# How many 7 letter 'words' can be made from the English alphabet which contains at least 3 vowels?

How many 7 letter 'words' can be made from the English alphabet which contains at least 3 vowels?

And by 'words' I mean just a string of alphabet - does not have to be a real world in dictionary. I do know that you need to use Inclusion/Exclusion principle which says:

$|A \cup B| = |A| + |B| - |A\cap B|$

Let U be the set of all words containing 7 letters (26 letters to the power 7) The only thing I'm not sure is what would be the sets A and B? Or do I need a third term C?

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It would be easier to count the number of words that have $2$ or fewer vowels, and then subtract this number from the total number of words (which you have already computed).

I assume that by "$3$" or more vowels" you mean $3$ or more occurrences of vowels, so in particular a word with 2 e's, 2 i's, and the rest consonants qualifies.

How many words are there with no vowels? Clearly $$21^7$$ if, as per usual convention, we agree that there are $5$ vowels.

How many words with $1$ vowel? Where the vowel occurs can be chosen in $\binom{7}{1}$ ways. For each of these ways, the vowel can be chosen in $5$ ways. And once you have done that, the consonants can be filled in in $21^6$ ways, for a total of $$\binom{7}{1}(5)(21^6)$$

Finally, how many with $2$ vowels? The location of the vowels can be chosen in $\binom{7}{2}$ ways. Once this has been done, the actual vowels can be put into these places in $5^2$ ways. And then you can fill in the consonants in $21^5$ ways, for a total of $$\binom{7}{2}(5^2)(21^5)$$

Add up the $3$ numbers we have obtained, subtract from $26^7$.

Our argument was a little indirect. We could instead find, using the same sort of reasoning, the number of words with $3$ vowels, with $4$ vowels, with $5$, with $6$, with $7$, and add up. This is only a little more work than the indirect approach. But any saving of work is helpful! Also, the indirect approach that was described lets us concentrate on pretty simple situations, the most complicated of which is the $2$ vowel case.

Remark: The calculation we have done is closely connected to the Binomial Distribution, and if you have already covered this, it may be the point of the exercise. So if you know about the Binomial Distribution, imagine the letters to be chosen at random. Then the number of patterns with $3$ or more vowels is the probability of $3$ or more vowels, multiplied by $26^7$.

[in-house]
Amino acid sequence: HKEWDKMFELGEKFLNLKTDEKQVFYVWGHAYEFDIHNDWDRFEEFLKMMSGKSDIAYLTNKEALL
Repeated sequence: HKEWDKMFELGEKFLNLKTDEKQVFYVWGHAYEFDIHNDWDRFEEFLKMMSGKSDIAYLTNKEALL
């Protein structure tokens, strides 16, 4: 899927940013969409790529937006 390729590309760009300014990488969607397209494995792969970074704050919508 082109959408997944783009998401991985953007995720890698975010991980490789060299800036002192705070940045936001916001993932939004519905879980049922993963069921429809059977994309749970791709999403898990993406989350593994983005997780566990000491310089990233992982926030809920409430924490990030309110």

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Thanks heaps! I get it now. Actually it wasn't about Binomial Distribution, but good to know! – Arvin May 17 '11 at 13:28

I'm going to assume you are talking about the english language with letters, $L = \{ a, b, c, ... x, y, z \}$ ($|L| = 26$) and vowels, $V = \{a, e, i, o, u \}$ ($|V| = 5$). Let $C = L \setminus V$ be the set of consonants ($|C| = 21$).

Let's say you had no restrictions. You have $n$ positions ($n \ge 1$), each position has an element selected from $L$. Thus you have $|L|^n$ possible arrangements.

If you require at least $m$ vowels in your string ($m \le n$), then you will have to consider $n - m + 1$ cases.

Consider $m = n$. There is one case to consider, all of the characters are vowels and thus the total number of arrangements is $|V|^n$.

Consider $m = n - 1$. There are two cases that you will consider. The previous case and the one where all but one position is a vowel. There are $C(n,1)$ ways to position the consonant in the string. So you have $|V|^{n-1} |C| C(n,1)$ arrangements.

Consider $m = n - 2$. There are three cases. The previous two cases and the one where all but two positions are a vowel. So you have $|V|^{n-2} |C|^2 C(n, 2)^2$.

Thus, consider $m = n - k$. There are $k + 1$ cases. The previous $k$ cases and the one where all but $k$ positions are a vowel. You have $|V|^{n-k} |C|^k C(n, k)^k$.

To account for everything, you have $\sum_{i = m}^{n}{ |V|^{i} |C|^{n-i} C(n, n-i)^{n-i} }$.

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Hmm, I think I see what you're doing with this method, but it looks very complicated and I don't really understand it fully. I think the above answer is much simpler, but thanks! – Arvin May 17 '11 at 13:31

Hint: I wouldn't use inclusion/exclusion at all. First calculate how many words of precisely 4 consonants and 3 vowels you can make. Which does "y" count as? You need to select 4 consonants, then select 3 vowels, then select an ordering of consonants/vowels. How many ways can you do each of these? Then repeat for 4,5,6, and 7 vowels.

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Yes, it turns out we weren't supposed to use Incl/Excl. I was shown another "At least" type question and we had to use Incl/Excl for that so I assumed we needed it for all "At least" type questions. Thanks! – Arvin May 17 '11 at 13:30